These disrupt hydrophobic interactions between species, as well as promoting solubility. Detergents must be non-ionic or zwitterionic to prevent them migrating during the isoelectric focusing step.
  • Reducing agents
    These disrupt disulfide bonds between cysteine residues. This allows analysis of single subunits of protein.
  • Carrier Ampholytes
    Some proteins tend to precipitate at their isoelectric point. To prevent this one may add salt to the protein solution. However as soon as one performs isoelectric focusing the salt will migrate away from protein promoting precipitation. To solve this problem carrier ampholytes are often included in the buffer.
  • Removal of nucleic acid
    The presence of nucleic acids, especially DNA, interferes with isoelectric focusing of proteins. Under denaturing conditions DNA complexes are dissociated and markedly increase the viscosity of the solution. This inhibits entry of the protein to the gel matrix and slows their movement during focusing. Nucleic acids can be removed by enzymatic digestion.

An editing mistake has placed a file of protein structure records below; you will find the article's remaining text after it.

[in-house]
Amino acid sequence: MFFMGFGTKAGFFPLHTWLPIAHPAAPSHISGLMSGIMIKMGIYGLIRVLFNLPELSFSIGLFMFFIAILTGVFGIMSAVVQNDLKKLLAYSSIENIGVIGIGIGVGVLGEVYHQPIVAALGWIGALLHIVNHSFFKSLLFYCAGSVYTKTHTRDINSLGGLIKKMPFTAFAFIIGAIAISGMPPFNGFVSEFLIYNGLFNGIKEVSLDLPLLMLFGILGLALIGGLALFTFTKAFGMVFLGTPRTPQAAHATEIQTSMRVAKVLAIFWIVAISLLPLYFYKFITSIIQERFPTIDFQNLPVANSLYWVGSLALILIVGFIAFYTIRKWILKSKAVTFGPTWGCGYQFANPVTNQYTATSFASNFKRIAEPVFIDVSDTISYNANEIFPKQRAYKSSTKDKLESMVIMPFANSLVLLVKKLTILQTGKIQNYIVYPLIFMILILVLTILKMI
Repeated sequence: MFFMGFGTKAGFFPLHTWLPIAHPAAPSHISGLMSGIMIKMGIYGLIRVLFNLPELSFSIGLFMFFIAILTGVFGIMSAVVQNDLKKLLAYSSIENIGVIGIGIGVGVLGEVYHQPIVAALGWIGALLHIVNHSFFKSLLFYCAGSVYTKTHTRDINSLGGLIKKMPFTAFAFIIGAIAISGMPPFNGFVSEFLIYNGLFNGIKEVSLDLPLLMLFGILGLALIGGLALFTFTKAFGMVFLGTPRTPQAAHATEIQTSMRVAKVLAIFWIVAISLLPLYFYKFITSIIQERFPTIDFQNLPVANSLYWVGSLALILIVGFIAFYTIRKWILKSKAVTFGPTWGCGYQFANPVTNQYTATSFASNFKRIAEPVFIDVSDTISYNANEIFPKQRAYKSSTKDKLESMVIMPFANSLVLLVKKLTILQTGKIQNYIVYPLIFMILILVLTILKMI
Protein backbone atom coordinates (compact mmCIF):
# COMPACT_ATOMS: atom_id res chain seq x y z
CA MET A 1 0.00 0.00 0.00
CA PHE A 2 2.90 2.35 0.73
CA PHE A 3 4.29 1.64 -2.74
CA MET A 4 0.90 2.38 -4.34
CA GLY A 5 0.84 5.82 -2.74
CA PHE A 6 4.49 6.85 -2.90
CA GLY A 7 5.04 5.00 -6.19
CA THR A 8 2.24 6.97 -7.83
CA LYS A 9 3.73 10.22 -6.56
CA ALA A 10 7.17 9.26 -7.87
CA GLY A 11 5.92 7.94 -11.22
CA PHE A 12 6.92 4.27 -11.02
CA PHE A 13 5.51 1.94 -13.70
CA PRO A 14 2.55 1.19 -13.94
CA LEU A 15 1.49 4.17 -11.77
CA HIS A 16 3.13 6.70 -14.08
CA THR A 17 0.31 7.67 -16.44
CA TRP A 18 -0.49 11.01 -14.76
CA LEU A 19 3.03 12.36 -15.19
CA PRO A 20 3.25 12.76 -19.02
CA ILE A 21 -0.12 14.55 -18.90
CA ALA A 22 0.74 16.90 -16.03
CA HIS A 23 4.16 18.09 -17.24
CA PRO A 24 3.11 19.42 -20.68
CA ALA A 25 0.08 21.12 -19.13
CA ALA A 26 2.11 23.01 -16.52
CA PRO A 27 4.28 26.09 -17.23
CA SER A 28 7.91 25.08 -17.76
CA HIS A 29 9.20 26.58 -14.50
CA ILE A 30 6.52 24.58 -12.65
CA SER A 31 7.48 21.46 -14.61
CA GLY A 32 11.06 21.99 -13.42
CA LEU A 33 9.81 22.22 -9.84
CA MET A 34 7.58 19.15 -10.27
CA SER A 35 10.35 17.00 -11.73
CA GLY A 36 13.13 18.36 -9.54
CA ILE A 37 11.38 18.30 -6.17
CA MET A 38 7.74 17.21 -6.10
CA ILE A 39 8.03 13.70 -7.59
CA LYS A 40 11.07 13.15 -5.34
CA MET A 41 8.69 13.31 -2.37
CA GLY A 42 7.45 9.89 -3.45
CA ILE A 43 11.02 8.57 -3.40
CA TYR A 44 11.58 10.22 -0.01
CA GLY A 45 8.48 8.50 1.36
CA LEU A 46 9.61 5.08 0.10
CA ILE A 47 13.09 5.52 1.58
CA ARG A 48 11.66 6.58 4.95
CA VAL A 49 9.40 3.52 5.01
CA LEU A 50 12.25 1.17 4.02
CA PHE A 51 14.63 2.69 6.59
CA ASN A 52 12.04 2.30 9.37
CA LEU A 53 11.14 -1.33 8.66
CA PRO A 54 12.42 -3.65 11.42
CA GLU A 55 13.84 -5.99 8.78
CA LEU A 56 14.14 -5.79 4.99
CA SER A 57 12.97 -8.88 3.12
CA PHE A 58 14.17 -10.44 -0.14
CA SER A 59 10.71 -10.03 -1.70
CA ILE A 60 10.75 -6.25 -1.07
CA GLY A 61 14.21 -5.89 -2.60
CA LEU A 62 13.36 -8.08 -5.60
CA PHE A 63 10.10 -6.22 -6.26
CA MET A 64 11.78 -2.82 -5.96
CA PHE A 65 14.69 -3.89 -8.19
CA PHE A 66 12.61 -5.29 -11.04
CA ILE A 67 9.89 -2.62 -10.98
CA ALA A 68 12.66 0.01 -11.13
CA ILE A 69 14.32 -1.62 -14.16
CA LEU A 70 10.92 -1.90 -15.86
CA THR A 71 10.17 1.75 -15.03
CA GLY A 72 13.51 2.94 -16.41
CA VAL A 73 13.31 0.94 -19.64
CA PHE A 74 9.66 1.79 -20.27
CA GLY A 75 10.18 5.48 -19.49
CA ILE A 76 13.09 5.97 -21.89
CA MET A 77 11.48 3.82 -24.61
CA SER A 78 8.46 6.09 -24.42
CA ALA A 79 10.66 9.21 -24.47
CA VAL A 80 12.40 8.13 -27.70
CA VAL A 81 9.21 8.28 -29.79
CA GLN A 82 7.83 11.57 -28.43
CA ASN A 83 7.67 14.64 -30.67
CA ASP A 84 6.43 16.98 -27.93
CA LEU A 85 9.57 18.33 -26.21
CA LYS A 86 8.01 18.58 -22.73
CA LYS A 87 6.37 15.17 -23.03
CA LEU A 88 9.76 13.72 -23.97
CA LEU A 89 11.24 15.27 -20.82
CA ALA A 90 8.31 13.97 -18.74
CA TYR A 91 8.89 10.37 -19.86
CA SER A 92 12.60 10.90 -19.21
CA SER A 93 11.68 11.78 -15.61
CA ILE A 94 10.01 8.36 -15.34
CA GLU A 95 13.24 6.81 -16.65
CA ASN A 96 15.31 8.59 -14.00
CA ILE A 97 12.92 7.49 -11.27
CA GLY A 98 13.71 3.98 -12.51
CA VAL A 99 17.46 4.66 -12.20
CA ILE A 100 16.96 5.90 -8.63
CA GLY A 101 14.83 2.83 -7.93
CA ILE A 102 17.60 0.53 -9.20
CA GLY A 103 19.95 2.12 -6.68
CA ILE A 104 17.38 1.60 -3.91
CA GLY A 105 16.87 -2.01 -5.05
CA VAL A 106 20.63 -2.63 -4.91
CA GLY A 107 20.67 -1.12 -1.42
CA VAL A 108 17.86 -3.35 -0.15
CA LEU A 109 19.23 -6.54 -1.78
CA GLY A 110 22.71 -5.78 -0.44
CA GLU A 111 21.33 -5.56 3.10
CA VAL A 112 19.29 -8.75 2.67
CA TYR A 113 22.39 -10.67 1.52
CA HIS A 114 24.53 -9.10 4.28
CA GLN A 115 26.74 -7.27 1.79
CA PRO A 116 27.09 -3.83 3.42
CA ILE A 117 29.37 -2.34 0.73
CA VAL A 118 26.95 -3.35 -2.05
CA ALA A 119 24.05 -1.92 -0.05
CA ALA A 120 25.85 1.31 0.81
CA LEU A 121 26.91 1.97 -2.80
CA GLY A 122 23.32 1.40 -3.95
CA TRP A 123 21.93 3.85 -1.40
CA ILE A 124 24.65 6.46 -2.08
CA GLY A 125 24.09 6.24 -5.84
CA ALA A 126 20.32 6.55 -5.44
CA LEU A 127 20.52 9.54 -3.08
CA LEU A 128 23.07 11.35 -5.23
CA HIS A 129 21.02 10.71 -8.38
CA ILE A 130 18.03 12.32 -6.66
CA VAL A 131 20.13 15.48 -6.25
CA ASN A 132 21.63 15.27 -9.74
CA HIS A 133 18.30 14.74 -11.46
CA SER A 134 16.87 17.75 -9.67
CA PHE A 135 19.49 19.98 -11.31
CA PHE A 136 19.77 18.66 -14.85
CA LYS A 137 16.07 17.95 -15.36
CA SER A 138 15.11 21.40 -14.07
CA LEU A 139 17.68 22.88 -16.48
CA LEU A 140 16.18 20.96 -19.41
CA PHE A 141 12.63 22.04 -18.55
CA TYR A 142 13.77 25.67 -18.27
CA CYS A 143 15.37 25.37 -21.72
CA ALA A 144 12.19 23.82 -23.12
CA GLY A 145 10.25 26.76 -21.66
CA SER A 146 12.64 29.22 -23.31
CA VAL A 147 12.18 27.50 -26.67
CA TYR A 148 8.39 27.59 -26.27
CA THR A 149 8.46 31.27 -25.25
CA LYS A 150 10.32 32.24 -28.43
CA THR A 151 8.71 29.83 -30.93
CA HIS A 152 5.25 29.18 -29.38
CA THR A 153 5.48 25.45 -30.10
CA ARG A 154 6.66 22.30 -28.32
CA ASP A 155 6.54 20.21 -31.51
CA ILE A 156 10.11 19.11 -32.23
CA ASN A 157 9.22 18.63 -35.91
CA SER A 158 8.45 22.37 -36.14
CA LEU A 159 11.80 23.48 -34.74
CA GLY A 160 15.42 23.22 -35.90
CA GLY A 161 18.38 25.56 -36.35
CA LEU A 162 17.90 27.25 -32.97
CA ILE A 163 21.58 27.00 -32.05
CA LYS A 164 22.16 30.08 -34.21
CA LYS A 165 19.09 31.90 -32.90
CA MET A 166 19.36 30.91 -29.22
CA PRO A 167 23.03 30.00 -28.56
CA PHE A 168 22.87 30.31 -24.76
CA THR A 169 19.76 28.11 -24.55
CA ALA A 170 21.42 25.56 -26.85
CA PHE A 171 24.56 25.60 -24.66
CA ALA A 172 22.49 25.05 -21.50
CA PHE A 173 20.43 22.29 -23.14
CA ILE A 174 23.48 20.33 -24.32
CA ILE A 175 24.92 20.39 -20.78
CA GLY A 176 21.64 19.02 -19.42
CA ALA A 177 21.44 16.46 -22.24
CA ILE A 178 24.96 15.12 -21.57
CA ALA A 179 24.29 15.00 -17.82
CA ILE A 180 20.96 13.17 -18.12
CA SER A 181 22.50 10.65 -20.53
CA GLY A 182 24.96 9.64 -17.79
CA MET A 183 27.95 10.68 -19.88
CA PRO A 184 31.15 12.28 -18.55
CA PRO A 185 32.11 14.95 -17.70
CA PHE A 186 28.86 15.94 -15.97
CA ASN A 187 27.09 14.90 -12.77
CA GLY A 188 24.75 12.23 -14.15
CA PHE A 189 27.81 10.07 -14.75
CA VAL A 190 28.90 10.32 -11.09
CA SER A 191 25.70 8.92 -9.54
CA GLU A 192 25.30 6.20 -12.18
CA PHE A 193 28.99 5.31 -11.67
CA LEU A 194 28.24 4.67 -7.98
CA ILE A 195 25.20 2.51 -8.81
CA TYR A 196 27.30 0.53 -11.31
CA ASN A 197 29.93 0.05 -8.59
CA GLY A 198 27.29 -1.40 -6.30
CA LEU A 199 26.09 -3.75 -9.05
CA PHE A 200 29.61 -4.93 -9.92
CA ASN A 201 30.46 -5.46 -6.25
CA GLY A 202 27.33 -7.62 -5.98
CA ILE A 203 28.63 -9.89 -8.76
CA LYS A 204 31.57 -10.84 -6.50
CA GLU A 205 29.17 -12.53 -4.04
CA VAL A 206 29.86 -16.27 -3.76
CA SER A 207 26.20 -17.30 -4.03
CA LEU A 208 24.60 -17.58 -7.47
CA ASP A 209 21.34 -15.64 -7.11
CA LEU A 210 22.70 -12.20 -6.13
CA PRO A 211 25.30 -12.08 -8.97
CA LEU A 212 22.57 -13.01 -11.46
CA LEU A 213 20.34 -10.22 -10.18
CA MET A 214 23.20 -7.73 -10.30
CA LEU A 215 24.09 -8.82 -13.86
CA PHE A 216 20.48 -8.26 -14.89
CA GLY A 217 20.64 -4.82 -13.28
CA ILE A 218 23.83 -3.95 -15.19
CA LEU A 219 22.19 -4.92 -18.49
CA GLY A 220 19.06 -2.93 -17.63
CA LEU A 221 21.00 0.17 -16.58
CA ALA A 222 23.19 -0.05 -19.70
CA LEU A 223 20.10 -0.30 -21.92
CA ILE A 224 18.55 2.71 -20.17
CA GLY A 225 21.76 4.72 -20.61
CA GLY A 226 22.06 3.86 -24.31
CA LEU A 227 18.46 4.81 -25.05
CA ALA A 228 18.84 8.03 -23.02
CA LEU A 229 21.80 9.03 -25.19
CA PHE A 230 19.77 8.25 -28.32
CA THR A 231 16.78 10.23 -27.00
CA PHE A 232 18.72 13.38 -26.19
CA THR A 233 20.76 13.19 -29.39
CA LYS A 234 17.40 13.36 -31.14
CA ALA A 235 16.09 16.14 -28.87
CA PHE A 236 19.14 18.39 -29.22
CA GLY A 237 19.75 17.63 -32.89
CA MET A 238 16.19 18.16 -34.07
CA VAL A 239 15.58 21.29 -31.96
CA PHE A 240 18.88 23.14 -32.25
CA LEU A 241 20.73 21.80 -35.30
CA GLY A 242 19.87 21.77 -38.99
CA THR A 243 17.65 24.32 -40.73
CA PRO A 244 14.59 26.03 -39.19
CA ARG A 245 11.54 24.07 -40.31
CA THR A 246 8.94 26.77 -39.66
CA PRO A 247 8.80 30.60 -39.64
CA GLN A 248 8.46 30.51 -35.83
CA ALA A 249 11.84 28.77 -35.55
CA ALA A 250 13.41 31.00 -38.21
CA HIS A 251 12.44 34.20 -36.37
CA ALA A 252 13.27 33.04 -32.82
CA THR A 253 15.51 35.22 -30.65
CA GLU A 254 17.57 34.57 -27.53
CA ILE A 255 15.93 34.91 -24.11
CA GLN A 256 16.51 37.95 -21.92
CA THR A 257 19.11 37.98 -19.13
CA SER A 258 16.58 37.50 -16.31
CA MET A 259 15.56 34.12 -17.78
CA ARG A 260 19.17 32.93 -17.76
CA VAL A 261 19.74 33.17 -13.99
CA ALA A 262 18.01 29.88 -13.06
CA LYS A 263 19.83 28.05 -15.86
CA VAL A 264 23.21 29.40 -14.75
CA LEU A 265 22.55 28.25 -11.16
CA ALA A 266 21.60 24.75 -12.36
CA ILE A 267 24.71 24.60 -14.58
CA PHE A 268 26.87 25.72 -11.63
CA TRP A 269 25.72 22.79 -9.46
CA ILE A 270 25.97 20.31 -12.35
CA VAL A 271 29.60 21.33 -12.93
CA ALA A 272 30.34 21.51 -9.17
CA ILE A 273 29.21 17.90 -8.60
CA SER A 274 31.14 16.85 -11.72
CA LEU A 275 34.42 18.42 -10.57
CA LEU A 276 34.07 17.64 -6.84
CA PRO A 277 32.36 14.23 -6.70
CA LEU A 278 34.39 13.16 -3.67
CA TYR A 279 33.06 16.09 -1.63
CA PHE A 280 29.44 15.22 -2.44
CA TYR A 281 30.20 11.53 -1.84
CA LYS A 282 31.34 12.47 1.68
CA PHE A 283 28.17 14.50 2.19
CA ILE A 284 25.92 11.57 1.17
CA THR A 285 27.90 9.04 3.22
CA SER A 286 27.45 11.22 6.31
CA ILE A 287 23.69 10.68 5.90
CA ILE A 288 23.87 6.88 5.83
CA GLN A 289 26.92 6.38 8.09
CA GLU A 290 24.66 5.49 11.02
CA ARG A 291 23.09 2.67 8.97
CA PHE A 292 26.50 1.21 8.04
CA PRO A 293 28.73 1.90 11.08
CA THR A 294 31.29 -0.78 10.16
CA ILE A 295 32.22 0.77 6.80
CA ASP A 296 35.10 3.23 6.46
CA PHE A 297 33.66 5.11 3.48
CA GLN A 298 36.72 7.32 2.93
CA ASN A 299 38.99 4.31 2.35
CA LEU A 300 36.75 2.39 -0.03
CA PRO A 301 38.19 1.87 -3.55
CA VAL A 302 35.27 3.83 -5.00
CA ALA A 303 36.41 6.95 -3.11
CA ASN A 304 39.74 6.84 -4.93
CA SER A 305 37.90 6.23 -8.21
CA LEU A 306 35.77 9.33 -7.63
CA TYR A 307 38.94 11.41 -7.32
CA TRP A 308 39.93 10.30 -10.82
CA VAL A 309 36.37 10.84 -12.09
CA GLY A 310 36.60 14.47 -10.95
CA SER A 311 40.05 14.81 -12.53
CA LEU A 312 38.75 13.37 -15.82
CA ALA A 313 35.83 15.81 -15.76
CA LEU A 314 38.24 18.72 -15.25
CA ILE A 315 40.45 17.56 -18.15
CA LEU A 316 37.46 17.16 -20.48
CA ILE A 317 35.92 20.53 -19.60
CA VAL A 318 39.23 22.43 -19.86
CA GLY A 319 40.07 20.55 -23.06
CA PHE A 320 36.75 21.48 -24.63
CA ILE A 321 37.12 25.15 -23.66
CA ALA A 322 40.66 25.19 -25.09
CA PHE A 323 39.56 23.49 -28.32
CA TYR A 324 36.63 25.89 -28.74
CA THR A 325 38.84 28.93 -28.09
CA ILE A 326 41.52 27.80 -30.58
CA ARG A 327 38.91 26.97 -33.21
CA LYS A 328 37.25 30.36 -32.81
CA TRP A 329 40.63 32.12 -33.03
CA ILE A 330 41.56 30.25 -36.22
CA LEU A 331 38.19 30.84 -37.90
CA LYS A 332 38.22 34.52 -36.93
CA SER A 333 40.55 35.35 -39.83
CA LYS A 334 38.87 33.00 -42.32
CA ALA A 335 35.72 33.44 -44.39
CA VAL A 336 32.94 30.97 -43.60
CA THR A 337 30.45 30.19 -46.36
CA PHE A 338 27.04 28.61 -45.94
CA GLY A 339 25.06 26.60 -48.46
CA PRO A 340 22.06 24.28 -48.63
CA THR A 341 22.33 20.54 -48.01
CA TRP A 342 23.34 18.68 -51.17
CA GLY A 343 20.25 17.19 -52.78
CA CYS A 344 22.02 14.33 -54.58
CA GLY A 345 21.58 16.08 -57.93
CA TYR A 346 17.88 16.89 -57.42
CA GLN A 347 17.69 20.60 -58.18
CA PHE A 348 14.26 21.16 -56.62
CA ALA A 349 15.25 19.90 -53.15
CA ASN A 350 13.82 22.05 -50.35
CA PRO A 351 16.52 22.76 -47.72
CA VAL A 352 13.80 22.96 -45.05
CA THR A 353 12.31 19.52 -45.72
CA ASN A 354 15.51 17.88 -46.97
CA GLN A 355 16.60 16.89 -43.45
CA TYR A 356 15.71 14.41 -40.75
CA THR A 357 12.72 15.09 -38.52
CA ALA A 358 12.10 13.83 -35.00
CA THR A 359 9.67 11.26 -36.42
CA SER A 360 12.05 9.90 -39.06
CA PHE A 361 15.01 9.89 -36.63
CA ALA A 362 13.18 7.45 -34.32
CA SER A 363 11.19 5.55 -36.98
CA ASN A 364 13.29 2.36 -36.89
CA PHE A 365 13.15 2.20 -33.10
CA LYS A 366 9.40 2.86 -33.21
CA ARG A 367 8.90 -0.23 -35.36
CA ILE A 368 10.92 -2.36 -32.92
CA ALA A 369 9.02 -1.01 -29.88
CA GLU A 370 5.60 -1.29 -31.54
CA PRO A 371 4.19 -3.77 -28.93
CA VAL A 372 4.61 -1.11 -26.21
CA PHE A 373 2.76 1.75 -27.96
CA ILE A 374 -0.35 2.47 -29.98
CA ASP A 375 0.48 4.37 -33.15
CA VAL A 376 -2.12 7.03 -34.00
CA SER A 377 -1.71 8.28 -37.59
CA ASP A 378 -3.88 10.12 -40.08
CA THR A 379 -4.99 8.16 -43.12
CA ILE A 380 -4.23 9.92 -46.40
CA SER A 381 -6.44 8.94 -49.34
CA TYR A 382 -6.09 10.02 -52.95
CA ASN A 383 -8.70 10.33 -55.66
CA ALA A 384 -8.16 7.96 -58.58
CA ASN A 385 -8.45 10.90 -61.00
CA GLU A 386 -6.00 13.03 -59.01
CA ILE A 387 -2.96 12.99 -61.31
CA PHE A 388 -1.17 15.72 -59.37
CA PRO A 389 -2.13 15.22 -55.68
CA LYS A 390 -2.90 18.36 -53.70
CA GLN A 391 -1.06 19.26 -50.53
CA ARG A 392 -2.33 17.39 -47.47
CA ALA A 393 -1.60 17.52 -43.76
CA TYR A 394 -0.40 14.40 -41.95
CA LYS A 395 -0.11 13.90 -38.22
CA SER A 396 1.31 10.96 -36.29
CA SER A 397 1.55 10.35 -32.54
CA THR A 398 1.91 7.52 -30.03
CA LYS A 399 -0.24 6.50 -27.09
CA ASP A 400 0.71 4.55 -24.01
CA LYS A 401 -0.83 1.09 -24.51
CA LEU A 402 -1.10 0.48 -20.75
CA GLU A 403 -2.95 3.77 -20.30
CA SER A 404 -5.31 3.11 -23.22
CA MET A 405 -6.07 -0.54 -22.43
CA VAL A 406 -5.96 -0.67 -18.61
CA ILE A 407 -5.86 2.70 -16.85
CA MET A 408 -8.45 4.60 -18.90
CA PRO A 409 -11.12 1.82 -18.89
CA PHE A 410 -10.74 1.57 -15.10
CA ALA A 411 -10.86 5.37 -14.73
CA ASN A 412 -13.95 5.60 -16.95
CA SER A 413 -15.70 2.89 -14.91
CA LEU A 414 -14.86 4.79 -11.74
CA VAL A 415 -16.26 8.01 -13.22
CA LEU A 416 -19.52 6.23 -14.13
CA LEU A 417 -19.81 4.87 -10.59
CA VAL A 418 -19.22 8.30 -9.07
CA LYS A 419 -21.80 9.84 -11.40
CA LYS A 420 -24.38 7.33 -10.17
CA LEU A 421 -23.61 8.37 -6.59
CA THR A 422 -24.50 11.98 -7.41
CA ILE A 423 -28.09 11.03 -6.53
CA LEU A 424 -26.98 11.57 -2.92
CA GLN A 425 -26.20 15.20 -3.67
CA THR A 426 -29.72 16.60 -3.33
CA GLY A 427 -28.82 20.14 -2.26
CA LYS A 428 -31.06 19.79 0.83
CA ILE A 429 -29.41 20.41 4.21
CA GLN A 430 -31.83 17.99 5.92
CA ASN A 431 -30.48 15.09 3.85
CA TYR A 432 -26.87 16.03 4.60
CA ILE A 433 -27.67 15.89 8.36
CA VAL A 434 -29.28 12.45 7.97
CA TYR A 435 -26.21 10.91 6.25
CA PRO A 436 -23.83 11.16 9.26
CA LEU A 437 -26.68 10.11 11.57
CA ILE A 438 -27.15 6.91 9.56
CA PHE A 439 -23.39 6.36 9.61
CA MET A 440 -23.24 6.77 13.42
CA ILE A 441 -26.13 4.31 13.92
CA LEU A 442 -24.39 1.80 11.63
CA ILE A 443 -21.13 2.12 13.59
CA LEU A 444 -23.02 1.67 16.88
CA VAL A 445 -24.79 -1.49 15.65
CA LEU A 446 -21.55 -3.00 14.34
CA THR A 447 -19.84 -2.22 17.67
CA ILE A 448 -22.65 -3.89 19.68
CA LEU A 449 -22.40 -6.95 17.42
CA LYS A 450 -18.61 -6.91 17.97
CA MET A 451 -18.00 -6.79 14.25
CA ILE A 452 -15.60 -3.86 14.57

• Keratin
    Careful handling is important to mimimise contamination from hair and skin.



  • Celis, J., and Bravo, R. (eds), 1983, Two dimensional gel electrophoresis of proteins. Academic Press, San Diego, USA.

  • Duncan, R., and McConkey, E.H., 1982, How many proteins are there in a typical mammalian cell? Clin. Chem. 28, 749-755.

  • Kalischmidt, E., and Wittmann, H.G., 1970, Ribosomal proteins. VII. Two dimensional polyacrylamide gel electrophoresis for fingerprinting of ribosomal proteins. Ann. Biochem. 36, 401-412.

  • O'Farrell, P.H., 1975, High resolution two-dimensional electrophoresis of proteins. J. Biol. Chem. 250, 4007-4021.

  • O'Farrell, P.Z., Goodman, H.M., and O'Farrell, P.H., 1977, High resolution two-dimensional electrophoresis of basic as well as acidic proteins. Cell 12, 1133-1142.

  • Pollard, J.W., 1983, Application of two-dimensional polyacrylamide gel electrophoresis to studies of mistranslation in animal and bacterial cells in Two-Dimensional Gel Electrophoresis of Proteins (eds Celis, J., and Bravo, R.), Academic Press, pp. 363-395. San Diego, USA.